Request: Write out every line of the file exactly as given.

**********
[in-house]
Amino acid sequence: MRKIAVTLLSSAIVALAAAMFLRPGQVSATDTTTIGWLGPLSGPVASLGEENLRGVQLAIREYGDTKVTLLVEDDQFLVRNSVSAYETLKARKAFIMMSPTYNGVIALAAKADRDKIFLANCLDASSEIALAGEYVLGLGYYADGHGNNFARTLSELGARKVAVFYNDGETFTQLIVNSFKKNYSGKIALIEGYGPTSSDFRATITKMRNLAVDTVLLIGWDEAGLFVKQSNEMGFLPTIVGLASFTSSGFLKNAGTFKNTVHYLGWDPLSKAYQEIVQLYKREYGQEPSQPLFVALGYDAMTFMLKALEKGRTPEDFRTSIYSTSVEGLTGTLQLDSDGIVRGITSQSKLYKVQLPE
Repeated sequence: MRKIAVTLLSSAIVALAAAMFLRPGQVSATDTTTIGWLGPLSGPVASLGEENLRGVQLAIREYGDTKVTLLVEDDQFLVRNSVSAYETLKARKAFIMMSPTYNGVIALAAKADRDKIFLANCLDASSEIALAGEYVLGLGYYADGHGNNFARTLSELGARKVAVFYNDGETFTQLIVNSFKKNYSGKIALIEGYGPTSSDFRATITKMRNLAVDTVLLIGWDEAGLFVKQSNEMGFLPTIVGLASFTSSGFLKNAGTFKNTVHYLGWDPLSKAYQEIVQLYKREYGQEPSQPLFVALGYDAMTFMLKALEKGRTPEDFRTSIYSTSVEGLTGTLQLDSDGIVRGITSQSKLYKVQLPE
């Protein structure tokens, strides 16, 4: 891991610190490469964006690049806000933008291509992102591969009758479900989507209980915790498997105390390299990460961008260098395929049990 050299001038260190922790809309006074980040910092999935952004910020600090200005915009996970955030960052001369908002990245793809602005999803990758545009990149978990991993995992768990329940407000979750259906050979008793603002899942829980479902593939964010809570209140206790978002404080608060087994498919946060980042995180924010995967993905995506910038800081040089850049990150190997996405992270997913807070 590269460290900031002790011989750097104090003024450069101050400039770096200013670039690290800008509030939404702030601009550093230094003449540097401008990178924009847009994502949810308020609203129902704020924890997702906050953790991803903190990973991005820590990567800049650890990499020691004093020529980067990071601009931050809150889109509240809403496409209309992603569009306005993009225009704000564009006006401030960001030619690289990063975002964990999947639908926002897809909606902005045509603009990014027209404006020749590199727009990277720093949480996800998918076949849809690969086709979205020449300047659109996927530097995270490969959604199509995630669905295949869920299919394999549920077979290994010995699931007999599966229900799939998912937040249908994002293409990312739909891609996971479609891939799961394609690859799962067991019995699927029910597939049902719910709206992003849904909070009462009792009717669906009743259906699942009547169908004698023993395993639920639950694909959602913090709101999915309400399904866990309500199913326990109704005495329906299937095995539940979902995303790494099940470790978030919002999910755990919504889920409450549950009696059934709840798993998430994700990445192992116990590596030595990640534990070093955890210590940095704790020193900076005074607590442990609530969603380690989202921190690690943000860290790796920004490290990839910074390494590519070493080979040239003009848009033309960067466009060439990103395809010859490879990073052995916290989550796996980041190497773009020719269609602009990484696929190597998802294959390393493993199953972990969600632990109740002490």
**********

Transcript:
[in-house]
Amino acid sequence: MRKIAVTLLSSAIVALAAAMFLRPGQVSATDTTTIGWLGPLSGPVASLGEENLRGVQLAIREYGDTKVTLLVEDDQFLVRNSVSAYETLKARKAFIMMSPTYNGVIALAAKADRDKIFLANCLDASSEIALAGEYVLGLGYYADGHGNNFARTLSELGARKVAVFYNDGETFTQLIVNSFKKNYSGKIALIEGYGPTSSDFRATITKMRNLAVDTVLLIGWDEAGLFVKQSNEMGFLPTIVGLASFTSSGFLKNAGTFKNTVHYLGWDPLSKAYQEIVQLYKREYGQEPSQPLFVALGYDAMTFMLKALEKGRTPEDFRTSIYSTSVEGLTGTLQLDSDGIVRGITSQSKLYKVQLPE
Repeated sequence: MRKIAVTLLSSAIVALAAAMFLRPGQVSATDTTTIGWLGPLSGPVASLGEENLRGVQLAIREYGDTKVTLLVEDDQFLVRNSVSAYETLKARKAFIMMSPTYNGVIALAAKADRDKIFLANCLDASSEIALAGEYVLGLGYYADGHGNNFARTLSELGARKVAVFYNDGETFTQLIVNSFKKNYSGKIALIEGYGPTSSDFRATITKMRNLAVDTVLLIGWDEAGLFVKQSNEMGFLPTIVGLASFTSSGFLKNAGTFKNTVHYLGWDPLSKAYQEIVQLYKREYGQEPSQPLFVALGYDAMTFMLKALEKGRTPEDFRTSIYSTSVEGLTGTLQLDSDGIVRGITSQSKLYKVQLPE
């Protein structure tokens, strides 16, 4: 891991610190490469964006690049806000933008291509992102591969009758479900989507209980915790498997105390390299990460961008260098395929049990 050299001038260190922790809309006074980040910092999935952004910020600090200005915009996970955030960052001369908002990245793809602005999803990758545009990149978990991993995992768990329940407000979750259906050979008793603002899942829980479902593939964010809570209140206790978002404080608060087994498919946060980042995180924010995967993905995506910038800081040089850049990150190997996405992270997913807070 590269460290900031002790011989750097104090003024450069101050400039770096200013670039690290800008509030939404702030601009550093230094003449540097401008990178924009847009994502949810308020609203129902704020924890997702906050953790991803903190990973991005820590990567800049650890990499020691004093020529980067990071601009931050809150889109509240809403496409209309992603569009306005993009225009704000564009006006401030960001030619690289990063975002964990999947639908926002897809909606902005045509603009990014027209404006020749590199727009990277720093949480996800998918076949849809690969086709979205020449300047659109996927530097995270490969959604199509995630669905295949869920299919394999549920077979290994010995699931007999599966229900799939998912937040249908994002293409990312739909891609996971479609891939799961394609690859799962067991019995699927029910597939049902719910709206992003849904909070009462009792009717669906009743259906699942009547169908004698023993395993639920639950694909959602913090709101999915309400399904866990309500199913326990109704005495329906299937095995539940979902995303790494099940470790978030919002999910755990919504889920409450549950009696059934709840798993998430994700990445192992116990590596030595990640534990070093955890210590940095704790020193900076005074607590442990609530969603380690989202921190690690943000860290790796920004490290990839910074390494590519070493080979040239003009848009033309960067466009060439990103395809010859490879990073052995916290989550796996980041190497773009020719269609602009990484696929190597998802294959390393493993199953972990969600632990109740002490």